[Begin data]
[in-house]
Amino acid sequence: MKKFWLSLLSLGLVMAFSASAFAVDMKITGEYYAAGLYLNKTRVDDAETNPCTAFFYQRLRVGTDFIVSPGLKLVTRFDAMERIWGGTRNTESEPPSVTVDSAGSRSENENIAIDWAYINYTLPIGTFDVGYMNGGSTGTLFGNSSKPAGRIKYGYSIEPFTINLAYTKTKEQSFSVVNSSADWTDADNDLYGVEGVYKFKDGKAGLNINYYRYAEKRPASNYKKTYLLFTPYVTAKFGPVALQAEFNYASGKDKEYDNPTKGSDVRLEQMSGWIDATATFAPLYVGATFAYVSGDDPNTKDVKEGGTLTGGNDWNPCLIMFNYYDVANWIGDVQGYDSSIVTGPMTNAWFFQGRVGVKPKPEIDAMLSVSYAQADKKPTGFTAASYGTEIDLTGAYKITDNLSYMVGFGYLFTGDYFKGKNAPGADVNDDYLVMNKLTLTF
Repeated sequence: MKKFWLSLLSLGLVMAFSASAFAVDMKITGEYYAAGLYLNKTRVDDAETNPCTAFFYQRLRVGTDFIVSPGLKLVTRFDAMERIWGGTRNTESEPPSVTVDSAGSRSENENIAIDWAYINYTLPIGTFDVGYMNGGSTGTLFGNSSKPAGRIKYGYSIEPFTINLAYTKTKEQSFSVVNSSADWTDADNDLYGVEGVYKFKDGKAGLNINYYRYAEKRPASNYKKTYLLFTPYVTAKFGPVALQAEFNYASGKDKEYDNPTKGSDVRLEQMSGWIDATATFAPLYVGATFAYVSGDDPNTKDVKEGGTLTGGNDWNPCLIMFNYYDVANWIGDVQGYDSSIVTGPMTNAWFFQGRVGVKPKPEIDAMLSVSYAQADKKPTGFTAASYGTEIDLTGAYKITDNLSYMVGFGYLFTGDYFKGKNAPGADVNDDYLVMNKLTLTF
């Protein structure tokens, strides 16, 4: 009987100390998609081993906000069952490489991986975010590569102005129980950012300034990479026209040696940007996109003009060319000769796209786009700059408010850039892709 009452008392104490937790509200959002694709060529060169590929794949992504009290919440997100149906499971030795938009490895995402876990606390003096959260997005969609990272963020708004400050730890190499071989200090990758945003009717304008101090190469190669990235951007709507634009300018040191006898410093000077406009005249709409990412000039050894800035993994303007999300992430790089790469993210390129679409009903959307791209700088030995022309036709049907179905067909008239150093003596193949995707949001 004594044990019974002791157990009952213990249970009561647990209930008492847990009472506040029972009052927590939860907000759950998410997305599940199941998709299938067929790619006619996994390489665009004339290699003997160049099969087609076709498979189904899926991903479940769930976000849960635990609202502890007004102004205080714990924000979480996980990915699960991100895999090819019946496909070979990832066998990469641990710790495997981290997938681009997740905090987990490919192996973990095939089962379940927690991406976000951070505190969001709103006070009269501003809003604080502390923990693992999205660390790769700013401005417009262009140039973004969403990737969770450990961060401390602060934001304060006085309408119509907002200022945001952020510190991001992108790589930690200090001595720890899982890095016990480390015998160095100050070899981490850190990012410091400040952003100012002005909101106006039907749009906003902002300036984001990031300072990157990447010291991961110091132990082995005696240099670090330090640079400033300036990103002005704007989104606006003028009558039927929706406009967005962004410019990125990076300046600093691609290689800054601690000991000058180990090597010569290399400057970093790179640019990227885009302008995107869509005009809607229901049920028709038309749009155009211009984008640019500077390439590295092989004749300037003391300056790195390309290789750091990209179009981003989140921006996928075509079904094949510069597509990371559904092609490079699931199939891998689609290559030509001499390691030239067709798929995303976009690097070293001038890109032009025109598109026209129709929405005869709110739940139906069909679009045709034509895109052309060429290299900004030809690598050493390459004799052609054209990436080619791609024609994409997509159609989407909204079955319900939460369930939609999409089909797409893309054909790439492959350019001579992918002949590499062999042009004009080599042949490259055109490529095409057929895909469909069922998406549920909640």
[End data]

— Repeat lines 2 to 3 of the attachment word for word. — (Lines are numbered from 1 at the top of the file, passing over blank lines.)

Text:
Amino acid sequence: MKKFWLSLLSLGLVMAFSASAFAVDMKITGEYYAAGLYLNKTRVDDAETNPCTAFFYQRLRVGTDFIVSPGLKLVTRFDAMERIWGGTRNTESEPPSVTVDSAGSRSENENIAIDWAYINYTLPIGTFDVGYMNGGSTGTLFGNSSKPAGRIKYGYSIEPFTINLAYTKTKEQSFSVVNSSADWTDADNDLYGVEGVYKFKDGKAGLNINYYRYAEKRPASNYKKTYLLFTPYVTAKFGPVALQAEFNYASGKDKEYDNPTKGSDVRLEQMSGWIDATATFAPLYVGATFAYVSGDDPNTKDVKEGGTLTGGNDWNPCLIMFNYYDVANWIGDVQGYDSSIVTGPMTNAWFFQGRVGVKPKPEIDAMLSVSYAQADKKPTGFTAASYGTEIDLTGAYKITDNLSYMVGFGYLFTGDYFKGKNAPGADVNDDYLVMNKLTLTF
Repeated sequence: MKKFWLSLLSLGLVMAFSASAFAVDMKITGEYYAAGLYLNKTRVDDAETNPCTAFFYQRLRVGTDFIVSPGLKLVTRFDAMERIWGGTRNTESEPPSVTVDSAGSRSENENIAIDWAYINYTLPIGTFDVGYMNGGSTGTLFGNSSKPAGRIKYGYSIEPFTINLAYTKTKEQSFSVVNSSADWTDADNDLYGVEGVYKFKDGKAGLNINYYRYAEKRPASNYKKTYLLFTPYVTAKFGPVALQAEFNYASGKDKEYDNPTKGSDVRLEQMSGWIDATATFAPLYVGATFAYVSGDDPNTKDVKEGGTLTGGNDWNPCLIMFNYYDVANWIGDVQGYDSSIVTGPMTNAWFFQGRVGVKPKPEIDAMLSVSYAQADKKPTGFTAASYGTEIDLTGAYKITDNLSYMVGFGYLFTGDYFKGKNAPGADVNDDYLVMNKLTLTF